You can roast the Kabocha squash with the skin on for future reference. That’s a lot of wasted squash with those skins! We eat ours all the time with the skin, it really softens up when you cook it.

  6. Kay

    We grow a winter squash called “Homestead Sweet Meat” that looks identical. Delicious!

    • rachel

      I’ve just been looking at the pictures on your blog – wow what beautiful pumpkin bounty and how lovely to grow your own food. I like the name Homestead Sweet Meat”.

  7. Eha

    Roared with laughter at the picture of you, food, a squirming Luca etc et al! Remember having a bub the same age, not yet driving and living atop a beautiful hill about two kms ‘above’ the shopping centre! Going down fine, coming up with shopping, angry little miss and tired me . . . Oh, love risottos AND pumpkin, so shall follow :) !

    • rachel

      Squirming and putting everything in the washing machine. I don’t check obviously and have 27 very clean walnuts, two rinsed clementines and 4 very clean plastic cars in my damp laundry. You clearly know about the return stagger. x

  8. Love the idea of cooking the squash in milk vs. roasting. This recipe sounds delicious, looking forward to trying it!

  9. laura

    What a blessed way to start a Monday! I, too, LOVE your blog. Love the details (like back-burner advice) and the moments of recognition (like staggering home with bags and babies or like the rare occasions of total absorption). Your clarity makes it all possible; your skill with words makes it all come alive. Thank you.

  10. So funny, since (of course!) I have the exact same zucca sitting on my table. Probably bought from the same vendor.

  11. Well, I am writing this and listening to Babooshka – what a great start to a Monday! I do love a bit of Kate. I love that photo of the chopped pumpkin – the contrast of the skin and the flesh, beautiful. I like the sound of the Campari sling, maybe I could fashion myself something similar. I also love Luca surrounded by the radiccio, and the card made by Uncle Ben. In this house we call frittata scrambled eggs with bits in and risotto is called rice with bits in. I haven’t mastered either and I think it’s because I have zero patience and have failed to master the art of doing one thing at a time.

    • rachel

      I wondered if anyone would get or listen to Kate? And you did! I love that. I highly recommend a campari sling, I might wedge a bottle of martini in there next time so I can take alternate americano swigs.
      We used to call pea risotto green rice. Mincemeat this week! x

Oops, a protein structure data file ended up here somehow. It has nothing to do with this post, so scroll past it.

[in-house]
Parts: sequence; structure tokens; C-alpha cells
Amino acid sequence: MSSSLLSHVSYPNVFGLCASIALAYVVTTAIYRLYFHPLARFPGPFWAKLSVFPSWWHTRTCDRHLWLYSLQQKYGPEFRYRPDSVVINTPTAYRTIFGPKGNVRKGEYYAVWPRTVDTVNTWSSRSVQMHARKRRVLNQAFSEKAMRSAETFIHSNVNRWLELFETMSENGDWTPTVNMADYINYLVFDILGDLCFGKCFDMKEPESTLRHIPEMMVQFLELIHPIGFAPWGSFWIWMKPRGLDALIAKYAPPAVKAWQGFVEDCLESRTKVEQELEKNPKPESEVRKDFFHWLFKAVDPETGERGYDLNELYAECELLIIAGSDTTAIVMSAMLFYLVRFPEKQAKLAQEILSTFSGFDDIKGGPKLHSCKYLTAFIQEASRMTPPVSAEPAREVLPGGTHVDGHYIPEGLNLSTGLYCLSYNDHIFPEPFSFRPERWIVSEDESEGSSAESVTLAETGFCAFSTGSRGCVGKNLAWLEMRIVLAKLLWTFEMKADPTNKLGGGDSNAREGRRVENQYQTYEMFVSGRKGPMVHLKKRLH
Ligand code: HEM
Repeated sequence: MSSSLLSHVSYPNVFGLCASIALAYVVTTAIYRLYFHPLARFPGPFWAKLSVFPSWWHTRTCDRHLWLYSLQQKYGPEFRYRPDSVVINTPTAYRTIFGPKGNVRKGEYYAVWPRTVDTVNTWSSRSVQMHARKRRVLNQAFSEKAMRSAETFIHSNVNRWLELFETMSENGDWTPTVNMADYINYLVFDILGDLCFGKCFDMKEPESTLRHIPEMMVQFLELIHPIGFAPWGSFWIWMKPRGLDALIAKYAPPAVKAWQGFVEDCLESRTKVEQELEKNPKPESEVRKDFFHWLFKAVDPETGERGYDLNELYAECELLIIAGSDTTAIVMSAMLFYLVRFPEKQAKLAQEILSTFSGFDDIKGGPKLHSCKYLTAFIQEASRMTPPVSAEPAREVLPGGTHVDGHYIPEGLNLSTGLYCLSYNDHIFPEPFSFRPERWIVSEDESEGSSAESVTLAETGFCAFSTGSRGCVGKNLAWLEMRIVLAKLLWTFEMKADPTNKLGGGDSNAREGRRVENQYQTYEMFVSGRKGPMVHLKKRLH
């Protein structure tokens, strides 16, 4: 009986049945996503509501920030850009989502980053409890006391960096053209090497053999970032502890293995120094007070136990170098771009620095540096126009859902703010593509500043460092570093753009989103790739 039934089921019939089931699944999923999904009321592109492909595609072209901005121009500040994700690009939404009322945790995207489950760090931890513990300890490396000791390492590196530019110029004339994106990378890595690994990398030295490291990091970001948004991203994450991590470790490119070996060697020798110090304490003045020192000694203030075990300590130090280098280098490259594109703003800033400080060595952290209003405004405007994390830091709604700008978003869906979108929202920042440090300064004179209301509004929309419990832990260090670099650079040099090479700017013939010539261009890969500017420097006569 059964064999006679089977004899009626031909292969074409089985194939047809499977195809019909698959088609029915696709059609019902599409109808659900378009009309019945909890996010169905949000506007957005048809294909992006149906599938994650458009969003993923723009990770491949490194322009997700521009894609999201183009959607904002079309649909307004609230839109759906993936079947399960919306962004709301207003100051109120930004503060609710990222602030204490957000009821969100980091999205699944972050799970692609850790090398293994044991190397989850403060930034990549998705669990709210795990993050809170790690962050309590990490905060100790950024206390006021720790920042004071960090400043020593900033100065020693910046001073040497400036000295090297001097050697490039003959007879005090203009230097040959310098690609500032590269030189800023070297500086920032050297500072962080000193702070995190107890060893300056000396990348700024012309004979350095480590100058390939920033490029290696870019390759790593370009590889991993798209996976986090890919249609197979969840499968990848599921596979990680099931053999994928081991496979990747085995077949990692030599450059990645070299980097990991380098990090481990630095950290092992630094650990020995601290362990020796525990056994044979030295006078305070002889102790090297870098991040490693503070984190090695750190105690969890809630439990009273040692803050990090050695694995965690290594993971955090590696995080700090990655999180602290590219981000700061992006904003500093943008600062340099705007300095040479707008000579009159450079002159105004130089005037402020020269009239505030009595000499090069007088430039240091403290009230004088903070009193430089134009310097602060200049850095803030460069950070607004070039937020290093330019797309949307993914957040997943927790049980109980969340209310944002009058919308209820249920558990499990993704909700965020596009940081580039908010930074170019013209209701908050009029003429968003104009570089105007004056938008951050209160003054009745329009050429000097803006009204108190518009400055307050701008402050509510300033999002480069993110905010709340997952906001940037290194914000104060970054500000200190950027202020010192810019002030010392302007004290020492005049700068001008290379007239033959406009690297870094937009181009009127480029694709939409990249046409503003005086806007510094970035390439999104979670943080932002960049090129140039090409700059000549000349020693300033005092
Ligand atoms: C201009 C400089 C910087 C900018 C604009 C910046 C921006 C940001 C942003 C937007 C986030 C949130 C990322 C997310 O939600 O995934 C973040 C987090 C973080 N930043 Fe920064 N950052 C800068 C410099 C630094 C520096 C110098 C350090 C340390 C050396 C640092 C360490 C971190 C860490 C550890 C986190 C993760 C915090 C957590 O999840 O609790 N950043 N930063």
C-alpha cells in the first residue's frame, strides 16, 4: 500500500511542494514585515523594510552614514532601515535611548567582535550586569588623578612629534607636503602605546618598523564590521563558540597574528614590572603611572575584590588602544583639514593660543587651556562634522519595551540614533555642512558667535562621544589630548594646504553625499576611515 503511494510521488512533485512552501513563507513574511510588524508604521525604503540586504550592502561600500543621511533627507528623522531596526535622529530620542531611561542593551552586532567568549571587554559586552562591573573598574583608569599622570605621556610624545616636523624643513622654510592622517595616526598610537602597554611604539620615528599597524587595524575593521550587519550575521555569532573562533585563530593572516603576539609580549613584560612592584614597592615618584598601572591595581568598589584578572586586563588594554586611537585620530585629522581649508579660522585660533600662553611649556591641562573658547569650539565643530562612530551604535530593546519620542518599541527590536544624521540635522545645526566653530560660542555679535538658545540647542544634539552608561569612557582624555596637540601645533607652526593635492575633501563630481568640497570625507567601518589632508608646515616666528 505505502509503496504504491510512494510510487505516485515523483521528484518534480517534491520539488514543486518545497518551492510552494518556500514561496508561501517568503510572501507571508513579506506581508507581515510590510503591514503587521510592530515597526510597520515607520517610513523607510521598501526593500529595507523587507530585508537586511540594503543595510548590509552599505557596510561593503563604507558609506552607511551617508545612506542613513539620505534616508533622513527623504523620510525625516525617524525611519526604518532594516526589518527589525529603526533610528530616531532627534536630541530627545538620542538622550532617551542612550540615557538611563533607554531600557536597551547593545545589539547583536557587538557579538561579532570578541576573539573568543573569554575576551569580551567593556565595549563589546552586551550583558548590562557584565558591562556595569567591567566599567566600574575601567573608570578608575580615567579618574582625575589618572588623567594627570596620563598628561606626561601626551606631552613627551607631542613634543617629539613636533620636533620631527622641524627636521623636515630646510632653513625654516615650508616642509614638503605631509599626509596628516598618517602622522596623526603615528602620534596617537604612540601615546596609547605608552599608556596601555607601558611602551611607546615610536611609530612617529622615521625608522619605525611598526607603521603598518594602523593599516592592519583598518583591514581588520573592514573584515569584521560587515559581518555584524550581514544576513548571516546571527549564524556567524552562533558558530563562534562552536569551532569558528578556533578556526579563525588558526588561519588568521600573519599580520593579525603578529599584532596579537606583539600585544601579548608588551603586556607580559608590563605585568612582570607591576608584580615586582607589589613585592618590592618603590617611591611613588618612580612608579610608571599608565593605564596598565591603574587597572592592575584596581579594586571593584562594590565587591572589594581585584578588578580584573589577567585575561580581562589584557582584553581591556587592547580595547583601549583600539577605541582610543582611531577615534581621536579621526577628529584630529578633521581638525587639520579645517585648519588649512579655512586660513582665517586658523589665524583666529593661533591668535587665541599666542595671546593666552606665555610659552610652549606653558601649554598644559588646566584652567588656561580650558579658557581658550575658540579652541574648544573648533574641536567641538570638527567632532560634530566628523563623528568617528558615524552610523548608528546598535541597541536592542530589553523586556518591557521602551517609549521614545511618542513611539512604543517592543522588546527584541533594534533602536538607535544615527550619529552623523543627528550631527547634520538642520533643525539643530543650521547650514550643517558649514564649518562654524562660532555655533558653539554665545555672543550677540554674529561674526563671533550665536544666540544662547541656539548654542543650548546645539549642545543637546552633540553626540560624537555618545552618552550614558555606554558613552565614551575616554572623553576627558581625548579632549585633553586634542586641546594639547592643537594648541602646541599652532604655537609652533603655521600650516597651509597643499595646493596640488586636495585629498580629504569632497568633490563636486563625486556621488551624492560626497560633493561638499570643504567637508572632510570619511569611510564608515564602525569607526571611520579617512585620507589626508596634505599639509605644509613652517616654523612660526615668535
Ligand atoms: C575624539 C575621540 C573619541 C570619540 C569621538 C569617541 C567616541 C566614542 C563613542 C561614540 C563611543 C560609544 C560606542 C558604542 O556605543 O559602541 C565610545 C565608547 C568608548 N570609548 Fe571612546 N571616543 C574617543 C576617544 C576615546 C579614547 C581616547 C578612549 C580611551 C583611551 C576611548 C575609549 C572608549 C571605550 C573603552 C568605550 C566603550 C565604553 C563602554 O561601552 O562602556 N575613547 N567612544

12. I can’t believe that monster really is a squash! As someone who nearly always staggers how with far too much from the market, I totally empathise, although having said that, I didn’t have the added challenge of a baby too. The best was when I seriously overdid it once and ended up staggering and breaking most of the extra large eggs I’d just bought. Your recipe looks and sounds like heaven so I will try to find 18 minutes of undivided attention to try it. At least I can now transport a large pumpkin by car! I always comment how much I love your photos but I can’t resist doing it once more here – sheer perfection.

    • rachel

      Wow a compliment coming from you and your pictures! We too have broken eggs, all six of them, on the stairs just outside our door. A massive mess, I wanted to lie on the floor in the eggs and weep. x

  13. We take our risotto really seriously here in Lombardy. It is an art, although once mastered (and you certainly have!) it is a truly simple and conforting dish. You described the process like a true Milanese, what a delicious looking lunch.

  14. Jenny

    Just sat down at my computer to search for pumpkin risotto recipes, and your email appeared – it was fate! Can’t wait to try it tonight.

  15. Carolle

    Perfect timing, I have half a pumpkin on the kitchen table that I have been neglecting so that’s dinner sorted! My current squash risotto recipe involves roasted onion,squash/pumpkin til the onion is almost burnt ( I forgot the time), a couple of tomatos & a sprinkle of sage. I was too lazy to go shopping & this was all we had in, amazingly it turned out ok.

  16. Gorgeous dish — I can’t wait to lug home my own weighty pumpkin to love and roast and devour. In the States we just finished celebrating Thanksgiving — I bet this would be glorious with some turkey stock.